My Mother, The Oil Painter Pamela C. Hoffmeister

My mother has always been an artist. My whole life. Before I was old enough to remember anything, she carried me on her back to her Bachelor’s Fine Arts classes at the University of Oregon.
Then – when we lived on the outskirts of Tucson – she made mobiles out of copper wires and bones I scavenged in the desert for her. When we lived in a refugee’s hostel in Zurich, she drew every day. When we lived in Seattle, she painted on my bedroom walls.
When I was a kid, my mother threw pottery, painted portraits, sketched in her journal, sketched in the margins of books, sketched on loose pieces of junk mail sitting on the counter.
My mother smells like charcoal, oil paint, thinner, and stretched canvas. Walking into her studio is like walking into my childhood.
And when my mother wasn’t painting or drawing, she was reading aloud to us. So many books. Reading to us on the porch, reading to us in our beds, in the park, or at the kitchen table. Reading aloud to us as she drove the Buick we bought for $1.
My mother’s reverence for artists was only matched by her reverence for authors and the written word.
Because my mother is who she is, I memorized poems as a child. Wrote stories. Journaled. My mother taught me Greek and Latin roots. We examined art and process. She told me stories about authors, their failures and successes. Their doubts. Selling zero stories and hiding from the landlord.
We didn’t have a television when I was little, and I didn’t want to grow up to be in movies. I didn’t want to be a celebrity. I just wanted to write words that would someday be in a book that my mother would read. I knew that book would be a novel. Something worthy of her.
When I finally had a book that I thought was well-written enough to dedicate to my mother (my fifth book – my novel Too Shattered For Mending), I did exactly what I planned. I dedicated it to my mother.
And today – as I write this on Mothers’ Day – my mother is doing exactly what she’s always done. She’s painting every day, and becoming more and more prolific as she settles in to what she’s always been: An artist.


Staying The Same

My birthday today, and I sorta just like the same things as always: My family, books, teaching, rivers, camping, poetry, great stories, and this place – The Columns, Eugene, Oregon (@jskorty pic):

climbing poster Columns

Swimming The River Rapids Like A Drowning Polar Bear Cub

I love this old Ben Leroy Go-Pro river-swimming video for so many reasons:
1. We put flip-flops on our hands as makeshift paddles
2. 8-year-old Roo just jumps into the current above the rapids like she’s not even worried about it
3. Most of Ben’s video reminds me of a polar bear cub drowning
4. The choking at the end

One-minute and twenty seconds of glory.

Dirtbag Skills!

Here’s my new article: “How To Be A Dirtbag” (7 Skills To Build Your Rugged Side).

Pic credits:
1. Cassie Chyne Cook at Monkey’s Face, Central Oregon (Mikey Holmes’ pic)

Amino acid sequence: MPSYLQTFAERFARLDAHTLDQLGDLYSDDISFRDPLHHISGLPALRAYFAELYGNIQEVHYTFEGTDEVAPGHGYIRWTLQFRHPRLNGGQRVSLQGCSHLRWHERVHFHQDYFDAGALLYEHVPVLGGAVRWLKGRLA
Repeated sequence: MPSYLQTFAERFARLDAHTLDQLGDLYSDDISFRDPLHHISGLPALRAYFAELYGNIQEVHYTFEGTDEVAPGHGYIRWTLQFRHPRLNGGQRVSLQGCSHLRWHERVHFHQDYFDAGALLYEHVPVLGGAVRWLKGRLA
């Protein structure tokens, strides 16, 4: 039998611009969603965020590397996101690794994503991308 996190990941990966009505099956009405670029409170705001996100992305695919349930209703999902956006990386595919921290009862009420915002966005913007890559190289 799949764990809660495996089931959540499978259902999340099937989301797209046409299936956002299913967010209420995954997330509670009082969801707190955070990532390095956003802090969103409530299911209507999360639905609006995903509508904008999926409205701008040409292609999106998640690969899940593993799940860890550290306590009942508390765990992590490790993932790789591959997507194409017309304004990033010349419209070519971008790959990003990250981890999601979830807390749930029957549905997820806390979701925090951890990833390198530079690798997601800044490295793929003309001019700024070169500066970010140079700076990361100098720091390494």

2. Ben Leroy’s pic of me bouldering at Sisters Boulders, Oregon
3. Rainy Hoffmeister at Lost Rocks, Northern California
4. Jennie Hoffmeister‘s pic of me on the Alvord Desert slat flats, Eastern Oregon

My New Poem Of Resistance

The Resistance Racoon.jpg

I have a new poem out with Writers Resist.

In English:

When Our Culture Is Los Angeles Instead of Joshua Tree, This Is How We Elect a President

And it was just translated into German today (In this scenario, I’m the resistance racoon):

Wenn unsere kulturelle Heimat Los Angeles heißt statt Joshua Tree, wählen wir so einen Präsidenten

Paddling North Five Days On The River – Day One


Plate-glass morning water with fish shatters. A hummingbird drops over the tent and hangs in the space created by the rain.

I read a Carol Shields novel and the daylight sneaks through the leaves of the cottonwood, white and green.

It rained steady all evening, and starting a fire was like baking without sugar or flour. But now the sky is striped by blue between clouds, and I think, “How many people in history have tried to write about clouds?”

Nubes como las olas…

Nubes sin mala intención…

Drifting thoughts of clouds…

Or some other cliché…

Better ideas waiting that I’ve never had…

It would be easy to steal. To Thomas Edison. To feed an image of greatness. “Look at me, a worker, a brilliant mind.”

But I am not brilliant. My mind is not a rare jewel. I only observe what is around me. Seeing the green grasshoppers collecting on my legs at the river’s edge. The blue heron shushing across to the other side. The osprey sitting sentinel on the fence-post above the cutbank. Flipping my spinner under the branch in four feet of water and the rainbow trout hitting the Rooster Tail in the first rotation of the reel.

We use two rocks as a plate and eat the fish with our fingers. Skin salted with Johnny’s, MSG, meat blackened over a stick-fire. Hot Tang and Folgers from boiled river water.

These are no proverbs.

These are no parables.

This is only the first day. How it is. How it was.